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The Market's Measure
market's measure

Is VLO an Acronym for Volatility?

Oil refiners are riskier than the market but …

With the equity market wobbling, investors have been finding refuge, er, returns in an unlikely quarter—the oil sector. No, not integrated behemoths like ExxonMobil Corp. (NYSE: XOM) but independent refiners such as Valero Energy Corp. (NYSE: VLO). Over the last 12 months, refiners have outdone the S&P 500 Composite significantly. Here’s a picture of the bigger refiners’ recent performance:

Valero’s on the top of the heap with a 365-day gain exceeding 57 percent. Compare that to the S&P’s contemporaneous price appreciation of 14 percent. The reason Valero isn’t a refuge? Volatility. There’s plainly more price variance in the oil stocks. Among the refiners, volatility’s poster child this past year is Marathon Petroleum Corp. (NYSE: MPC), with a standard deviation of nearly 37 percent. Valero weighs in at less than 20 percent while the S&P 500 churn rate is just 12 percent.

Valero, like Marathon and Phillips 66 (NYSE: PSX), is an S&P 500 component. Over the past year, most of Valero’s price movements—represented by its r-squared (r2) coefficient—could be explained by the S&P index trajectory. That correlation seems to be loosening now.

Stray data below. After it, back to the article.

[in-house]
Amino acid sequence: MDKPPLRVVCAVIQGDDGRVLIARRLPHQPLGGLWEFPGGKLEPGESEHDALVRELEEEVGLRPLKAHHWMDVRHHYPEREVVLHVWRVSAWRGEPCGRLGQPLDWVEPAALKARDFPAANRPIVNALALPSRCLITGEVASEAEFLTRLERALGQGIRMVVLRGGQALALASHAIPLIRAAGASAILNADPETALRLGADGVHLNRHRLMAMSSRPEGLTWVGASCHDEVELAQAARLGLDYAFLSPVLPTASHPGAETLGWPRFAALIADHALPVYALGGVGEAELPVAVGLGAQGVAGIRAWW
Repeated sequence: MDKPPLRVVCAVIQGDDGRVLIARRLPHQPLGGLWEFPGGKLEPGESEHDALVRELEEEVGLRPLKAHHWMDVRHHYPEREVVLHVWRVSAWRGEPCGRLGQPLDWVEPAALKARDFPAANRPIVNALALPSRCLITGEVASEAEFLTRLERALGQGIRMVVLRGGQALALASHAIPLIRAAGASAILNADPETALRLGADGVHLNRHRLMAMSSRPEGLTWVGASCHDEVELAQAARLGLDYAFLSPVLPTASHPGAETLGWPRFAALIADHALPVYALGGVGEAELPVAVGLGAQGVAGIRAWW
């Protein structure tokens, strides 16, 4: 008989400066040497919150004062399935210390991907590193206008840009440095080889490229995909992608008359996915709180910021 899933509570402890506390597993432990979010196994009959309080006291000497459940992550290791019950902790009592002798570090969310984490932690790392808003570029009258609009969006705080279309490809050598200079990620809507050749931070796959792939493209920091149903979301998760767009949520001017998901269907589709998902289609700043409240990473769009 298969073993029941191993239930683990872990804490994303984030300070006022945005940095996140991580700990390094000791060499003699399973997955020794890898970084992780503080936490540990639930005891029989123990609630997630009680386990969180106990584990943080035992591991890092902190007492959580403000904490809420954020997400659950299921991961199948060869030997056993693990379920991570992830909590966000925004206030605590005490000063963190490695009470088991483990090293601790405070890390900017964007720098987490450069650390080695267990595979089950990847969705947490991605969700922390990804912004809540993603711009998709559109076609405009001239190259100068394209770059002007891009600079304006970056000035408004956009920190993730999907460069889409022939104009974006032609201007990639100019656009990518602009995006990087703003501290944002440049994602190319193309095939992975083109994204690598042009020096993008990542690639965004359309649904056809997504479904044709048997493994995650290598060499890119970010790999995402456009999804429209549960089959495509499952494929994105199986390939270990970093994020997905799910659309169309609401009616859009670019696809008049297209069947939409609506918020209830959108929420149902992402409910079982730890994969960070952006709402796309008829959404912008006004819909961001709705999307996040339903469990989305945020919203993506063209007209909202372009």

Among the major independent oil refiners, only Valero has staged a definitive upside breakout during the S&P 500 stumble. The company’s stock price just poked above the $100 level and is now aiming for a long-term technical objective of $124. What do I mean by long term? Well, the last $24 hike in Valero’s price took just six months, but that was during the broad market’s recent euphoric run-up. It’s likely the oil refiner’s stock will need more time than that to reach its target—if it reaches its target—without the broad market at its back.

Still, the stock’s got some powerful juju now. With its forceful move out of a three-month congestion area, investors could look forward to an intermediate summertime target at the $112 level. That is, if they don’t mind a bit of a bumpy ride along the way.

Brad Zigler is WealthManagement’s Alternative Investments Editor. Previously, he was the head of Marketing, Research and Education for the Pacific Exchange's (now NYSE Arca) option market and the iShares complex of exchange traded funds.

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